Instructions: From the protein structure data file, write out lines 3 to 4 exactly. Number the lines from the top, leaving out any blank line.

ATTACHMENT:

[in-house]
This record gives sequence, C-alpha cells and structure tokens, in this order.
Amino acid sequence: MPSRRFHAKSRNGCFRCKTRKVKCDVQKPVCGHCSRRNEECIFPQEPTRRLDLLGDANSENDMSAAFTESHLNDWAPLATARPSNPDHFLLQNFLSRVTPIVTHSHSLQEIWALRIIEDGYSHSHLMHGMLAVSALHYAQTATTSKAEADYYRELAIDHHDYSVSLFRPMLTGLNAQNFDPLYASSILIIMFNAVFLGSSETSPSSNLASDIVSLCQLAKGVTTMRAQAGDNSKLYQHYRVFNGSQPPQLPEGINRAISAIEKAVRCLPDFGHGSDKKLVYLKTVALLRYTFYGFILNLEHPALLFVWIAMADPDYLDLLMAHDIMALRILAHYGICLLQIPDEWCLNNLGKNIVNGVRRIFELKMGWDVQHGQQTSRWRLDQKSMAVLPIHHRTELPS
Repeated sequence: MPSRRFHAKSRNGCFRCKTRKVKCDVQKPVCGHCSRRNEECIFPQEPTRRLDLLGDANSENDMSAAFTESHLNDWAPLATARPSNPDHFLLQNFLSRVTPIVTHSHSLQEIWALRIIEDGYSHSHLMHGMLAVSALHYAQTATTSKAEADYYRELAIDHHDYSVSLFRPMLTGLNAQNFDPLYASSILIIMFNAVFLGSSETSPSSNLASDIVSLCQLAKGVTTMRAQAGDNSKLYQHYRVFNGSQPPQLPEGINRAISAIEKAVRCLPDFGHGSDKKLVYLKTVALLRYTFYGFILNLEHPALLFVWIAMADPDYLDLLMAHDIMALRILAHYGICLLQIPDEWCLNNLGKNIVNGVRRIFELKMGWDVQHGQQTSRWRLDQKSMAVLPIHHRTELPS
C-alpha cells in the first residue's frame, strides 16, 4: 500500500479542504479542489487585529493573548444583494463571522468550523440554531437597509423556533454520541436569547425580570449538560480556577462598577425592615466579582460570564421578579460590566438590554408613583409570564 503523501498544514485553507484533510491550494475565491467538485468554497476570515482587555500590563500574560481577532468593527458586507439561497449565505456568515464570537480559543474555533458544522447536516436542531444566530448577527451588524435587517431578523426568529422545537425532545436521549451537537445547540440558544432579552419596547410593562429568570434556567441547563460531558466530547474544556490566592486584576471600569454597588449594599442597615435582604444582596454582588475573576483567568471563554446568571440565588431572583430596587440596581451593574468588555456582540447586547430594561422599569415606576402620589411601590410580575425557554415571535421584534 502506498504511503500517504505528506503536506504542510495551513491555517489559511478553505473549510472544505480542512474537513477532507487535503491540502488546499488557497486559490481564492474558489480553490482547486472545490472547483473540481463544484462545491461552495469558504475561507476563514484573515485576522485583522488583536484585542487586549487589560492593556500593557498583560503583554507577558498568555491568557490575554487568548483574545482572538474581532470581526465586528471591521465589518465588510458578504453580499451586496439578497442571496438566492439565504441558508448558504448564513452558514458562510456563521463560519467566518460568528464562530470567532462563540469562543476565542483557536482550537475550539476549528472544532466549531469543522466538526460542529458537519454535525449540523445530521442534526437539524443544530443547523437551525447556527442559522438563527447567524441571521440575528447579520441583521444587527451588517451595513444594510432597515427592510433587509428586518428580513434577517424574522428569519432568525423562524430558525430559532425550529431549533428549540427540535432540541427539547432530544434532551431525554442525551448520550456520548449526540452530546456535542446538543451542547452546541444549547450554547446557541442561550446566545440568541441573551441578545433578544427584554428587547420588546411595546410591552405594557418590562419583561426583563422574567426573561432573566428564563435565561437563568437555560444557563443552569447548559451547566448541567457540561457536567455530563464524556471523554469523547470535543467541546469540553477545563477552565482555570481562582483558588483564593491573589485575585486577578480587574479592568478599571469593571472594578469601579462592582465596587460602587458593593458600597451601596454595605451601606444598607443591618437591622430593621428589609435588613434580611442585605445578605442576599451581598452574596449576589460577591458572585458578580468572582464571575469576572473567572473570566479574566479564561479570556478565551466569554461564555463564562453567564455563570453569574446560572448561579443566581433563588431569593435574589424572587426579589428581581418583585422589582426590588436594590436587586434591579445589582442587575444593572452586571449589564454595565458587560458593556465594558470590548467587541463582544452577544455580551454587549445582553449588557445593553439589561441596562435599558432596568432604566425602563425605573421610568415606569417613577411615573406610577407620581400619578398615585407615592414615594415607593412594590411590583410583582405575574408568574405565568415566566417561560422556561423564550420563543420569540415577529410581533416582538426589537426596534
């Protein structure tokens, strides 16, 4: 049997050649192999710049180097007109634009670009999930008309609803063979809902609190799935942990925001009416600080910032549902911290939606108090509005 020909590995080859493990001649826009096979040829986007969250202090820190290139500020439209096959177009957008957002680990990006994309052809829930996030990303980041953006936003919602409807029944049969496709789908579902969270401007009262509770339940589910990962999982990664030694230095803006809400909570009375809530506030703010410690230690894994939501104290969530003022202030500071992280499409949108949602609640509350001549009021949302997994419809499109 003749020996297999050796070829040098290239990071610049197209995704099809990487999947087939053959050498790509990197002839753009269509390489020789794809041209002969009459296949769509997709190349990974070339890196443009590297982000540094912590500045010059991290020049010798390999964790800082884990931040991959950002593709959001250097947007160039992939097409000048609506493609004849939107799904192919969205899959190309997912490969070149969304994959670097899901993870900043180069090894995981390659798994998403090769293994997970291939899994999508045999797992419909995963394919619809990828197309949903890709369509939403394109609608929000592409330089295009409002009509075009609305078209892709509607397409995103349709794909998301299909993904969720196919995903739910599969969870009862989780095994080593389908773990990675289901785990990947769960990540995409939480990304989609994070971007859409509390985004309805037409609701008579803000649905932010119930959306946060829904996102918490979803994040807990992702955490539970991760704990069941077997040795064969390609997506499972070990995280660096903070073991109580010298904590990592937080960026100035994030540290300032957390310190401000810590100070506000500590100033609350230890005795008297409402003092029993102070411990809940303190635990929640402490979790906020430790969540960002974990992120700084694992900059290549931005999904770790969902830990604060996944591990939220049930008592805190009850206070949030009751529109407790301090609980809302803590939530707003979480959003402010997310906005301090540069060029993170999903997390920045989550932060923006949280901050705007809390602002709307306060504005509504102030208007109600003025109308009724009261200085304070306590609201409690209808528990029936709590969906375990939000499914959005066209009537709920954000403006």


Amino acid sequence: MPSRRFHAKSRNGCFRCKTRKVKCDVQKPVCGHCSRRNEECIFPQEPTRRLDLLGDANSENDMSAAFTESHLNDWAPLATARPSNPDHFLLQNFLSRVTPIVTHSHSLQEIWALRIIEDGYSHSHLMHGMLAVSALHYAQTATTSKAEADYYRELAIDHHDYSVSLFRPMLTGLNAQNFDPLYASSILIIMFNAVFLGSSETSPSSNLASDIVSLCQLAKGVTTMRAQAGDNSKLYQHYRVFNGSQPPQLPEGINRAISAIEKAVRCLPDFGHGSDKKLVYLKTVALLRYTFYGFILNLEHPALLFVWIAMADPDYLDLLMAHDIMALRILAHYGICLLQIPDEWCLNNLGKNIVNGVRRIFELKMGWDVQHGQQTSRWRLDQKSMAVLPIHHRTELPS
Repeated sequence: MPSRRFHAKSRNGCFRCKTRKVKCDVQKPVCGHCSRRNEECIFPQEPTRRLDLLGDANSENDMSAAFTESHLNDWAPLATARPSNPDHFLLQNFLSRVTPIVTHSHSLQEIWALRIIEDGYSHSHLMHGMLAVSALHYAQTATTSKAEADYYRELAIDHHDYSVSLFRPMLTGLNAQNFDPLYASSILIIMFNAVFLGSSETSPSSNLASDIVSLCQLAKGVTTMRAQAGDNSKLYQHYRVFNGSQPPQLPEGINRAISAIEKAVRCLPDFGHGSDKKLVYLKTVALLRYTFYGFILNLEHPALLFVWIAMADPDYLDLLMAHDIMALRILAHYGICLLQIPDEWCLNNLGKNIVNGVRRIFELKMGWDVQHGQQTSRWRLDQKSMAVLPIHHRTELPS